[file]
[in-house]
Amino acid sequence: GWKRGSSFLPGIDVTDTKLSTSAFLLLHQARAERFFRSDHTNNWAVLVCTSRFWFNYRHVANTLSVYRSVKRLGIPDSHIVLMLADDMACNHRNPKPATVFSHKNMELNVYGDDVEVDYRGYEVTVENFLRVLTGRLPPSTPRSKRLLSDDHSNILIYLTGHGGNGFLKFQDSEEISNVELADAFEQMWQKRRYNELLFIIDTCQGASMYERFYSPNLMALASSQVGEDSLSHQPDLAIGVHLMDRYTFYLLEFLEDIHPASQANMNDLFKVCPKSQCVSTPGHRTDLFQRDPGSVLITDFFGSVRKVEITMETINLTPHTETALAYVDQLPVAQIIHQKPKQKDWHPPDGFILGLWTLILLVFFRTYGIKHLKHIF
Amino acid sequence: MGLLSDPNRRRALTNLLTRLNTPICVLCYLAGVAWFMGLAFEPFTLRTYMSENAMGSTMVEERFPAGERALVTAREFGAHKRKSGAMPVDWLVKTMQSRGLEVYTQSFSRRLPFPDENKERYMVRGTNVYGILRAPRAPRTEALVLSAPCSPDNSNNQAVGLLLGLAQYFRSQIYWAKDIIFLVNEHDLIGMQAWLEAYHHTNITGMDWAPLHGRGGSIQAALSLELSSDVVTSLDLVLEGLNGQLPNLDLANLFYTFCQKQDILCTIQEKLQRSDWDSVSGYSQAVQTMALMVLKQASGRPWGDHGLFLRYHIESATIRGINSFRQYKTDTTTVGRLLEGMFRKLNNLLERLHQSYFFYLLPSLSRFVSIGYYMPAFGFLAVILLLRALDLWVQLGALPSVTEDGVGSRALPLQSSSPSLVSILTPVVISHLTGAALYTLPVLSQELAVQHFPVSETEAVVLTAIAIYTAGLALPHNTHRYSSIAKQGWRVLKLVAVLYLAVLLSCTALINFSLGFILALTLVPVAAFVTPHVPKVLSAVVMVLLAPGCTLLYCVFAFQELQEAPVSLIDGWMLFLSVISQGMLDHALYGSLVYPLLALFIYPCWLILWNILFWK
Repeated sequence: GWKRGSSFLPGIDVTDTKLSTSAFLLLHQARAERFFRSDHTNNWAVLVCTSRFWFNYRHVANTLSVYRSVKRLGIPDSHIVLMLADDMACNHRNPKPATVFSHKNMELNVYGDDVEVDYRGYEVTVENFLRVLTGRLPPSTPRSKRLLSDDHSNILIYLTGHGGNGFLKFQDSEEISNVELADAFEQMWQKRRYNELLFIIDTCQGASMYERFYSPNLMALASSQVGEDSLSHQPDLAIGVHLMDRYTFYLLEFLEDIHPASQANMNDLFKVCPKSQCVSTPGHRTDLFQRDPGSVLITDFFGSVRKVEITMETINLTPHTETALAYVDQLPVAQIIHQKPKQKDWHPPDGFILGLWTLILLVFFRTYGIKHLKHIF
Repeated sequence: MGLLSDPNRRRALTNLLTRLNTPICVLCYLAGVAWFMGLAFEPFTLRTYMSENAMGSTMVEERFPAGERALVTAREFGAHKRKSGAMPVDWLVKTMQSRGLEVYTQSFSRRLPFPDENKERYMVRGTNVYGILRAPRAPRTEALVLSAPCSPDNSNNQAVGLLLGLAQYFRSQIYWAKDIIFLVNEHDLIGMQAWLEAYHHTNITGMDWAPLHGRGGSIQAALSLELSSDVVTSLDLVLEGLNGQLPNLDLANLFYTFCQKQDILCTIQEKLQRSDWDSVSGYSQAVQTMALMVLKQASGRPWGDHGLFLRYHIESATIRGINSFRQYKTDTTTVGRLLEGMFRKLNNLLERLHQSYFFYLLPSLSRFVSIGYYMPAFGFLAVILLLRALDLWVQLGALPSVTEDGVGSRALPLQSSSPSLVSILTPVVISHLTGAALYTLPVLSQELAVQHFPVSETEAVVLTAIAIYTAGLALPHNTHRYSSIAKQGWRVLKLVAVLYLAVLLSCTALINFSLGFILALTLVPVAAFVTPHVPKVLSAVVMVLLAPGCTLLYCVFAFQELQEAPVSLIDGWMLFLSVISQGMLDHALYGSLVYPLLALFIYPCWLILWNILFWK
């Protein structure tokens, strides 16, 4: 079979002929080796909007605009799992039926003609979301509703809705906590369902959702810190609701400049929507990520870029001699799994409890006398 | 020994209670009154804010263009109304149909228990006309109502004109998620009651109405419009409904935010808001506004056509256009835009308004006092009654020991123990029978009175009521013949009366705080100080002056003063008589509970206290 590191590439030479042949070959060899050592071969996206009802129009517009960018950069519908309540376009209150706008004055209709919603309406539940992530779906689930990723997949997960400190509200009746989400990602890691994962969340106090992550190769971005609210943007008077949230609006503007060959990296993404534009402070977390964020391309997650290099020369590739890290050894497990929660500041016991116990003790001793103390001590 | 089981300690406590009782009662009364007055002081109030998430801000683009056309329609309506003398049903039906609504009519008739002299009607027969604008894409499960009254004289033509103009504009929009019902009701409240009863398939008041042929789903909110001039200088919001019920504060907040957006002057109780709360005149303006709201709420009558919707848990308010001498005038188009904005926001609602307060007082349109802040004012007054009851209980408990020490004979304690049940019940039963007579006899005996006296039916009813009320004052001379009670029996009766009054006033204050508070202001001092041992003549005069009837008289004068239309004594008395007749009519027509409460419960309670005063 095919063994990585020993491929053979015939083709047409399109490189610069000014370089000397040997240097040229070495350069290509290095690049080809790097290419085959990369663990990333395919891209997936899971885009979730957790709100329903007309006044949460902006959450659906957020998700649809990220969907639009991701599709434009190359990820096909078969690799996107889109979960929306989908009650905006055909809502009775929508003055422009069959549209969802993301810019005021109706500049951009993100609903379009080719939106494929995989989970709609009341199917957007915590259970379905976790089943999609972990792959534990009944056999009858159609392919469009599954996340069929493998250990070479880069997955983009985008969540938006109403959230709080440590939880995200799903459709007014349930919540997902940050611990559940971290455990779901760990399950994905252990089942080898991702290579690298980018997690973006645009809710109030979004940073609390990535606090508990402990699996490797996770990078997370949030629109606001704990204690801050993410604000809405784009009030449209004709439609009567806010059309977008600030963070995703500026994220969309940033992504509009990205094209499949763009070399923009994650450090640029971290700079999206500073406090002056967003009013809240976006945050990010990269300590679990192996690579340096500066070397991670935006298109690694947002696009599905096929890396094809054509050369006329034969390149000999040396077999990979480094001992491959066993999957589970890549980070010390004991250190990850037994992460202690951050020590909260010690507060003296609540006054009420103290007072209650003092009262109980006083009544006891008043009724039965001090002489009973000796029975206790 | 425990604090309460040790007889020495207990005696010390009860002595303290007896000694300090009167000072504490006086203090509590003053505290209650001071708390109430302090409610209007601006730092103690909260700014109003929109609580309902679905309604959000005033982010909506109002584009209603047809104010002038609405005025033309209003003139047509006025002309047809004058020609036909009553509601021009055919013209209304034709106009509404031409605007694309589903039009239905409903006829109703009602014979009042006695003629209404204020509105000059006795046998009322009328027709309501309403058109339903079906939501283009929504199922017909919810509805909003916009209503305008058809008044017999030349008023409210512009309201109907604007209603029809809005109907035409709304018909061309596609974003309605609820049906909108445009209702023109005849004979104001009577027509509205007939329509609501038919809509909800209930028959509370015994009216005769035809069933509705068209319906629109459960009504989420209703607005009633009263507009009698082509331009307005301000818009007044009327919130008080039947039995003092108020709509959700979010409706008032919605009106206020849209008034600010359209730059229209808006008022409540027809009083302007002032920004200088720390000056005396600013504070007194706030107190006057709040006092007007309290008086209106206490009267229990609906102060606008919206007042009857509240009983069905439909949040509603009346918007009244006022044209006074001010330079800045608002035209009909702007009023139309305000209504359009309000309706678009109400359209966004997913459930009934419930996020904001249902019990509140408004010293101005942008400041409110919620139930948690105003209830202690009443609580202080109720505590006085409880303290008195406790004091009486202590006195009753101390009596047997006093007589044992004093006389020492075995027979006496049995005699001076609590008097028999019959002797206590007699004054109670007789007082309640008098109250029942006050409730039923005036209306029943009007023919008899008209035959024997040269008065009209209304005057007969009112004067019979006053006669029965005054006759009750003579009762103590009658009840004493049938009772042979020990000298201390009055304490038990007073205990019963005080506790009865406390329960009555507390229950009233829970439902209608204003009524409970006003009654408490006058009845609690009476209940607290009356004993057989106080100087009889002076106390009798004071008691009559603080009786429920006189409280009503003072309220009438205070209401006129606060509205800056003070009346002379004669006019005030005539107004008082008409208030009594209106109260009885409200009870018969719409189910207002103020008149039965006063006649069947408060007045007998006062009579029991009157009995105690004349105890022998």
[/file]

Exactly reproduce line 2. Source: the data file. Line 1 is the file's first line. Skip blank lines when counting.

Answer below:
Amino acid sequence: GWKRGSSFLPGIDVTDTKLSTSAFLLLHQARAERFFRSDHTNNWAVLVCTSRFWFNYRHVANTLSVYRSVKRLGIPDSHIVLMLADDMACNHRNPKPATVFSHKNMELNVYGDDVEVDYRGYEVTVENFLRVLTGRLPPSTPRSKRLLSDDHSNILIYLTGHGGNGFLKFQDSEEISNVELADAFEQMWQKRRYNELLFIIDTCQGASMYERFYSPNLMALASSQVGEDSLSHQPDLAIGVHLMDRYTFYLLEFLEDIHPASQANMNDLFKVCPKSQCVSTPGHRTDLFQRDPGSVLITDFFGSVRKVEITMETINLTPHTETALAYVDQLPVAQIIHQKPKQKDWHPPDGFILGLWTLILLVFFRTYGIKHLKHIF